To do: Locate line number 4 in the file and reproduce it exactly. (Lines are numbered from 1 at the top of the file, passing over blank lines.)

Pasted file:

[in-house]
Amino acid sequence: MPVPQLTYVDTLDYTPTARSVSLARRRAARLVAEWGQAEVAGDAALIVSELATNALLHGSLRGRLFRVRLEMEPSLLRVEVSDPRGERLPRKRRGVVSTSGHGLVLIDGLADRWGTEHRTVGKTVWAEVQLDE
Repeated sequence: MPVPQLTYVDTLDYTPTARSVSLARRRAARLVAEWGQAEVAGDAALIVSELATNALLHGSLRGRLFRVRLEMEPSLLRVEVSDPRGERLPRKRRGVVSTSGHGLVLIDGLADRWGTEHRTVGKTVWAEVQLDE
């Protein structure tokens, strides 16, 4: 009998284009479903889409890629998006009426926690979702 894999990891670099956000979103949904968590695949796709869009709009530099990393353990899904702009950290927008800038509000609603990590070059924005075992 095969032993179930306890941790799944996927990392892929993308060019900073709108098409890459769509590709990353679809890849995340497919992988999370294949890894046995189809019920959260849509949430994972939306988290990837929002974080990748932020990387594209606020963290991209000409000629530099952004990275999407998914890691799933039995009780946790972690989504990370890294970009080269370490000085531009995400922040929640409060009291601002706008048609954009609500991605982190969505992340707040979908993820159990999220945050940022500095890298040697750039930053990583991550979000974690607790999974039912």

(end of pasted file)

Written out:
């Protein structure tokens, strides 16, 4: 009998284009479903889409890629998006009426926690979702 894999990891670099956000979103949904968590695949796709869009709009530099990393353990899904702009950290927008800038509000609603990590070059924005075992 095969032993179930306890941790799944996927990392892929993308060019900073709108098409890459769509590709990353679809890849995340497919992988999370294949890894046995189809019920959260849509949430994972939306988290990837929002974080990748932020990387594209606020963290991209000409000629530099952004990275999407998914890691799933039995009780946790972690989504990370890294970009080269370490000085531009995400922040929640409060009291601002706008048609954009609500991605982190969505992340707040979908993820159990999220945050940022500095890298040697750039930053990583991550979000974690607790999974039912």